"Treats made in-house are very special," Caroline mentions, raising the bar, and Sarah agrees ("Good pastries!!!! Can't survive on coffee alone."). Gabi takes it a step further (because we are eaters at the end of the day), making the point that "a nice variety of sweet and savory food options is a major, major plus." Thick slices of the olive oil loaf at Seven Grams, our go-to coffee shop near the Food52 office, come to mind.
Left: Kaffe 1668 in midtown doesn't have any seats, but the coffee is reliable for quick pickup; right: 71 Irving Place is my very favorite coffee shop, despite the fact that the baristas refuse to learn my impossibly easy order even though I go there most days.
Extremely good vibes.
The best coffee shops are feel-good places, with relaxed decor that's not too cheesy-cozy (like so much exposed wood and brick that it feels a little dirty). Our resident urban gardener, Caroline, says that some having some plant friends in a coffee shop is "very important, and bonus points for windows that open so you can get the breeze." Ideally, something in the shop will be so inspiring that it's worth Instagramming, whether that's the exterior facade, a display of pastries, or a specialty drink.
As for what's in the air, it should be temperate and inviting; I am always so happy to be enveloped in good, varied music played at a soft volume (a.k.a. no repeating the same side of a record over and over), and Ali makes the good point that "the temperature needs to be one I don't notice."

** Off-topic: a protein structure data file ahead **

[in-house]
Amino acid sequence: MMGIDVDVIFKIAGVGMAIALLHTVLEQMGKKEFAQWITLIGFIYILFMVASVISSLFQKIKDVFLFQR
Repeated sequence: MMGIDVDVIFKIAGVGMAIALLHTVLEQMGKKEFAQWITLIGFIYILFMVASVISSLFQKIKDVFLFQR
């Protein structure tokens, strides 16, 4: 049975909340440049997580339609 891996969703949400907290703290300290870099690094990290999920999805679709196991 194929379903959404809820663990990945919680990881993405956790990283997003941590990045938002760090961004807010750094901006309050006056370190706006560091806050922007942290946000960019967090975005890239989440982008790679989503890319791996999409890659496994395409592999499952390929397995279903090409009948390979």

Baristas "who aren't too cool, but know their stuff" is important to Sam (because she knows her stuff) and, as Riddley puts it, "if you remember my name after repeated visits, you have my heart (and money)."
Furthermore, I love when a coffee shop surprises me, whether that's because they have beer on tap, a really smart design that makes the line faster-moving and more bearable, because their art is good, or because their WiFi password makes me smile.
And I think we can all agree that good people watching is a major bonus.
Left: Stumptown in Greenwich Village pours a strong iced brew; right: the snack selection at Mama's Boy Coffee Shop in Phonecia, NY is so impressive that it might not actually be a coffee shop.
At the top of Kristen's list is "free, reliable, no-time-limit WiFi," which we realize might be more taxing on a coffee shop owner than is fair to actually insist upon. Yes, it leads to patrons "camping out," as they sip on the free water and take up seats for others paying guests—but it's so great! Non-negotiable, however, is a source of power: "Plenty of outlets!" Sarah pleas (and Caroline and Gabi echo).
In the same line of persuasion, it seems a requirement that any place with an endless supply of delicious beverages also features a clean, public bathroom.
I probably have the strongest feelings about this and I accept that they are not fair, but my dream coffee shop is not in the very coolest part of town, but not outside the outskirts—so that it feels like an attainable adventure to go there. Kristen, on the other hand, simply wishes that all the best coffee shops be "close-ish" to her house.
What do you look for in a great coffee shop? What are your favorites? Let us know in the comments!
Counter Culture photo by Alan Tansey; all others by the author, who apologizes for repeat images of her boyfriend in her favorite coffee shops.